Translated from Hebrew by: Guy Tutka During our last visit to Japan, In one of the lessons, Suganuma Sensei said that on his first visit to Israel, he happened to look into my office, and was surprised to see that above my desk hung a Japanese sentence, in my handwriting, saying, 近き者説べば遠き者来らん. Translated into English […]
Suganuma Sensei wrote in his notebook: At the end of keiko (practice) while practicing Kokyuho, my partner told me: "Sensei, your body is like a rock". I, who came to practice with the intention to practice softly like my favorite Sumo wrestler – was in shock! I still have a long way to go… When […]
"During season changes, many people complain of bad physical condition. Proper health management is part of “self-defense”. (page 79 in the book by Suganuma Morito Sensei) what do you think of these sentences? Comments are most welcome!
“An Aikido practice that builds the partner. An Aikido practice that crashes the partner. An Aikido practice in which both the partner and me become alive.” What kind of Aikido practice do you prefer?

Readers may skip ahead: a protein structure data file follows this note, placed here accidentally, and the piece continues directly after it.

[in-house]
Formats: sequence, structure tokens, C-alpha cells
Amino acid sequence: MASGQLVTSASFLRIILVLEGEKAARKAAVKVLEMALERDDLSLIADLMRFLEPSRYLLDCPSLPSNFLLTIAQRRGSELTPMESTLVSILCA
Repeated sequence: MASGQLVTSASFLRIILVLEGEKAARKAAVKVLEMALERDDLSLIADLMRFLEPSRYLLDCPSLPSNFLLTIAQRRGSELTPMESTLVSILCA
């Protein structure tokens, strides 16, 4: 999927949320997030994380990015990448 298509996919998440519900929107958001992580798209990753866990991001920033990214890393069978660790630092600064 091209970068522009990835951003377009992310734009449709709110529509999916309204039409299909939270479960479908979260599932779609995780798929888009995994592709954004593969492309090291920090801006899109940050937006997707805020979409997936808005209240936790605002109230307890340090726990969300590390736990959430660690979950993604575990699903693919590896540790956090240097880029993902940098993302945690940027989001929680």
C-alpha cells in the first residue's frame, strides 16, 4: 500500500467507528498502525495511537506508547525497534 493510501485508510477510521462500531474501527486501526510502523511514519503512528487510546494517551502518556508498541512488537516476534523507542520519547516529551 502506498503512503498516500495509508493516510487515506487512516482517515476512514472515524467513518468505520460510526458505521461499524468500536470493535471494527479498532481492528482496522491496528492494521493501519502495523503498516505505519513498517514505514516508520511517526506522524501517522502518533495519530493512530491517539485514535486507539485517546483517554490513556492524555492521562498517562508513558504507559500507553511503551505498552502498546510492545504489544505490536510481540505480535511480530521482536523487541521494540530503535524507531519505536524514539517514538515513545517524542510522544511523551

“Until a few days ago we were all saying “it’s hot, it’s hot” and suddenly it became cold. I do not cease to marvell the wisdom in which nature evolves. I believe man also has 4 seasons. Practice Aikido that is suitable to the season!” How do you uderstand these sentences?
It is said that the last part in any Aikido technique is very important. It is essential to complete every technique in a state of awareness and continuous attention to any counter attack. This idea is called in Japanese "Zan Shin" or "Continuous attention". In Aikido, many trainees tend to loosen their attention at the […]
Falling down is part of our everyday life. People lose their balance all the time, not only in Aikido practice: It may happen while walking in the street, riding a bicycle and everywhere. Instead of being afraid of falling, in place of the "falling" being "a scary incident", "the end of the word", one can […]
"Light up your feet" – this proverb appears at the entrance of some Zen temples. What is the meaning of this proverb? Put your shoes in a neat and orderly manner when you enter the Dojo. The shoes should be placed facing out. During class: pay attention to one's feet work: The feet must keep […]